Beach Boys Drummer Beats M.S. with Hands-Free Jamboxx MIDI Instrument
Americas, Assistive Technology, News, April 13 2018
TEMECULA, CALIF. / ALBANY, N.Y. (USA): A noted percussionist with multiple sclerosis is the new ambassador for Jamboxx, a hands-free breath powered instrument for all musicians including those with any form of disability.
“As a long-time touring and recording percussionist, I was diagnosed with MS, which eventually hindered my expression as a performer,” said Jackie Bertone, best known for his involvement with The Beach Boys. “Fortunately, with Jamboxx, I can now be more musical than ever, exploring a melodic side along with enhancing my rhythmic foundation, while finding new passion on the road to health and musical discovery.”
Bertone appears on The Beach Boys platinum-selling album “Stars and Stripes, Volume I,” and has also remained a constant through much of Brian Wilson’s solo career. Specializing in the styles of R&B, Funk, Latin, Latin Jazz, Fusion, New Age, Country and all ethnic percussion, Bertone has played with a diversity of groups ranging from The Eagles to C+C Music Factory.
Though he is no longer able to tour, for health reasons, Bertone still works as a session artist. He also hosts the popular EnterTalk Radio network radio show “Jackie’s Groove,” on which he introduced his audience to the Jamboxx during an April 4 episode featuring three-time Grammy Award- winning guest Wyclef Jean, the rapper/singer best-known as a member of the hip hop group the Fugees. During the show, Bertone played a few clips of musicians playing the Jamboxx, including one with a Jamboxx programmed to play guitar.
“I mean that sounds like Carlos Santana playing and that is all done through breath,” Bertone said to Wyclef Jean. “And I want to make sure I get this out to you because there’s not a studio — home studio and or a corporate studio — that should be without a Jamboxx. I want to get one out to you and I want you to check this out.”
“I definitely commend those guys with the Jamboxx. And I look forward to hearing more,” said Wyclef Jean during the interview. He asked Bertone to make sure to send him a Jamboxx.
The interview streamed live at 12 p.m. Pacific Time on April 4 and is now posted at https://entertalkradio.com/
Immediately following his Wyclef Jean interview, Bertone recorded an emotional “unboxing” video opening his first Jamboxx device in front of his studio crew and wife Cappy.
“I just think it’s pretty amazing. You know, for those out there that just don’t have the ability — again I’m fighting back tears, man –because this gives the ability to the brothers and sisters they can’t play anymore. Or didn’t think they could play anymore,” Bertone said. “To be asked to be their international or their world wide ambassador… I mean this is an honor, man… I’m promoting this, man, because on the times when my right hand doesn’t want to work …. It gives me the ability to play what I can’t play. I mean just because I’ve been a 30-year player in the industry. MS has taken some of it away. This brought it back.”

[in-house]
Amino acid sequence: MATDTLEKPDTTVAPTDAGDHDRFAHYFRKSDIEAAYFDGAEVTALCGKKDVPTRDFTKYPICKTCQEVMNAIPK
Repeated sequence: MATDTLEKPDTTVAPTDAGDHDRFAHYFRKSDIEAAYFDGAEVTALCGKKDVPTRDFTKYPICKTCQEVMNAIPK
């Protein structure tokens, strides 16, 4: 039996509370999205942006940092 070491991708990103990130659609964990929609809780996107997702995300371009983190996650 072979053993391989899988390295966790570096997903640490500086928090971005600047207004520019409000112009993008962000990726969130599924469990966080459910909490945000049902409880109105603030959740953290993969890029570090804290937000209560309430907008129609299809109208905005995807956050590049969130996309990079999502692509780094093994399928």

Bertone said he doesn’t expect to play the Jamboxx on stage, but he “absolutely” plans to use the instrument in the studio.
“You can loop through this. You can you can play drum patterns on this. You can become a full orchestra with this because I even played marimba. I don’t play marimba! But the sound was legitimate. It really is,” Bertone said of the Jamboxx during the video.
To watch the unboxing video, visit: https://www.youtube.com/watch?
Though this Wednesday’s podcast was audio only, with Wyclef Jean joining Bertone remotely, future episodes will be filmed and will feature Bertone playing the Jamboxx with musical guests, said EnterTalk Media CEO Florentino Buenaventura. As Jamboxx ambassador, Bertone will naturally mention and include the Jamboxx during interviews, he added.
ABOUT THE JAMBOXX
The Jamboxx is an electronic, USB-powered, breath-controlled instrument styled after a harmonica that plays digital MIDI notes when connected to a compatible Windows computer/tablet or MAC OS device. Notes are played by sipping or puffing via the mouthpiece. Moving the mouthpiece left or right determines which note is played.
As an electronic synthesizer the Jamboxx can play any instrument including guitar, drums, violin, piano or saxophone. It can be easily adapted for those with physical or cognitive handicaps or special needs, whether children or adults. With its included bracket the Jamboxx can easily be played hands-free. It also adapts to the musician’s range of head motion and breath capacity, including those with very limited lung capacity. The Jamboxx is also well suited for music enthusiasts, music professionals, music teachers, music therapists, occupational therapists, and parents of children with physical or cognitive disabilities such as Autism, ALS, Muscular Dystrophy, Cerebral Palsy, Cystic Fibrosis and those with spinal cord injuries.
Based in Albany, N.Y., Jamboxx was founded as My Music Machines Inc. in 2007 by David Whalen, who is paralyzed from a skiing accident at age 18, and musician Mike DiCesare. After more than 10 years of producing prototypes, the Jamboxx is now commercially available in a number of styles that are designed, manufactured and assembled in the United States.
“We designed the Jamboxx for everyone: for those with any type of cognitive or physical disability to any artist in any performance venue. We’re honored to partner with EnterTalk Media and Jackie Bertone to help bring the Jamboxx instrument to enthusiasts and professionals alike,” said Jamboxx President Mike Dicesare.
“Jamboxx is poised to change lives with a whole new way of music creation, and EnterTalk Media is honored to help share the inspiration,” said Buenaventura.
For information, visit: https://www.jamboxx.com/
Re-posted with permission